The tough loss in Toronto on Saturday afternoon may have dampened some spirits around Red Sox Nation, though at 4-2, the homestand week was overall a good one for our favorite ball club.
- Jackie Bradley‘s exciting hitting streak ended this week at 29 games, the longest hitting streak in baseball since 2011 when Dan Uggla hit in 33 straight. Bradley’s streak winds up tied with Johnny Damon‘s for the 4th longest in Red Sox history. According to Elias, Bradley was the first player with a hitting streak of at least 29 games while batting from the sixth or lower position in each game since the Yankees’ Joe Gordon in 1942 (also 29 games). During the streak, Bradley led all of baseball for AVG (.415), SLG (.783), OPS (1.271), and RBI (30).
Now it’s Xander Bogaerts turn. On Saturday he extended his hitting streak to 21 games, the 2nd longest hit streak in the Majors this season after Bradley’s. With Bogaerts and Bradley the Red Sox are the first team in American League history to have two different players record a hitting streak of 20 or more games before June 1st. It’s happened five times before in the National League, most recently when Angel Pagan and Pablo Sandoval (remember him?) did it with the Giants in 2012.
- What seemed a very promising game on Saturday turned into arguably the worst Red Sox loss of the year. Sure, the umpiring was bad, again, but realistically, that cuts against both sides over the course of a season. No, this loss was best hung around the necks of Boston relievers who squandered a 7-3, an 8-4, and a 9-8 lead. Once again, the Red Sox offense was on full display with nine runs scored on 15 hits. No team should lose when hitting and scoring like that. In fact, the Sox hadn’t lost a game after that kind of production since a 16-9 pounding by the Cubs on July 2, 2014.
- It has been over eight years since the Red Sox have been swept in a three game set in Toronto. An ace stops a slide, so Sunday’s performance by David Price after three Sox losses will be telling. Price’s numbers against the Blue Jays are certainly favorable. His 17-2 career record facing Toronto is his second best mark against any American League team but the Royals (against whom he’s 3-0). At Rogers Center, Price is an impressive 11-1 with a 3.34 ERA in 15 career starts. Should Price fail, the Red Sox will be swept for the first time there since April 4-6, 2008.
- The Marlins Ichiro Suzuki is certainly proving himself good in a pinch. This season he’s amassed a .357 AVG over 19 pinch-hit plate appearances. Among those with at least 60 pinch-hit PA in a single season, the very best was the Rockies John Vander Wal, who went 28-for-72 (.389) in 1995. At this pace, Suzuki could wind up with the 5th best mark for a pinch-hitter in a single season ever. For the Red Sox the top pinch-hitter was Phil Gagliano, who went 22-for-68 (.324) in 1971. Since 1960, Gagliano is the only Boston pinch hitter to bat over .300 in 60 or more pinch hit appearances of one season.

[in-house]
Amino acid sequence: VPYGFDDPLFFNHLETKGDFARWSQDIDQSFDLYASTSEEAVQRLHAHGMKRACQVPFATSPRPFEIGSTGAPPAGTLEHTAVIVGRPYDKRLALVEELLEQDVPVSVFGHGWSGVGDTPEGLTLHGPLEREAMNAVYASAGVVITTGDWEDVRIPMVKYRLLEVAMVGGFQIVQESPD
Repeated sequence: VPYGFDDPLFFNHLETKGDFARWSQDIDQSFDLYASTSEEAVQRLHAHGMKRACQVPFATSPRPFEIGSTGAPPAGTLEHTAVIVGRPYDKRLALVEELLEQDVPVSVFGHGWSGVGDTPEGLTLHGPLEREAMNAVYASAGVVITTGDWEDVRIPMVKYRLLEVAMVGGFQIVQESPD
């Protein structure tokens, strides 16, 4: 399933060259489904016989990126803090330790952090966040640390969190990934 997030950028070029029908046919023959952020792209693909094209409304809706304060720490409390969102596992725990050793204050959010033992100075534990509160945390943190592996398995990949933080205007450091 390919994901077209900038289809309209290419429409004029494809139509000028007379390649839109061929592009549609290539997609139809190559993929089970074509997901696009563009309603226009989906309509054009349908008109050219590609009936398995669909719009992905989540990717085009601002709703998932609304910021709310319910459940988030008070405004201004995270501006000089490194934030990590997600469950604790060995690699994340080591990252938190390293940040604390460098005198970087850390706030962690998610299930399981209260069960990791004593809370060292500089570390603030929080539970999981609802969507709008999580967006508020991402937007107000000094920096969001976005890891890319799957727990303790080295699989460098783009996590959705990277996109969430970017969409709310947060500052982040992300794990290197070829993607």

- It was superb to see Blake Swihart hit two triples in the same game this week. That makes the Red Sox the first team with three players (also Bradley and Mookie Betts) to pull off this feat since the 1992 editions of the White Sox and Phillies. These’s a lot more about this rare accomplishment worth reviewing.
- Major League Baseball dates back to a game played between the Boston Red Stockings and the Philadelphia Athletics on April 22, 1876 according to baseball’s official historian, John Thorn. Newspaper accounts agreed that defense and baserunning were the keys to Boston’s 6-5 victory on that day. The game is one of those profiled in the fun book, Inventing Baseball: The 100 Greatest Games of the 19th Century.
- Homegrown pitchers, those drafted by their current club or originally signed as free agents by their current club, have started in 29 of 47 games (61.7%) for the Rangers this season, the highest such rate in baseball. On the opposite end of the spectrum are the bought-and-paid-for-Cubs, for whom no such talent has started in any of their games thus far. The Cubs are, in fact, the only team in baseball for which farm raised talent hasn’t appeared yet this season. Boston has had 12 games of 2016 started by homegrown pitchers: nine by Clay Buchholz and three by Henry Owens. Collectively, the two have gone 2-4 with a 5.77 ERA in those games.
- Clutch hitting is so much fun to witness. With Saturday’s game, the Red Sox lead all of baseball with 105 two-out RBI this season. The Cardinals are next with 99 such RBI. No other American League team has more than 89. Boston also continues to lead baseball with 51 first-inning runs and have a remarkable 125 runs scored in the first three innings of the game. No other baseball team has more than 92. Clearly, if the Sox can stay healthy, offense isn’t the problem but it’s undeniable that pitching could undermine how far this team can go this season.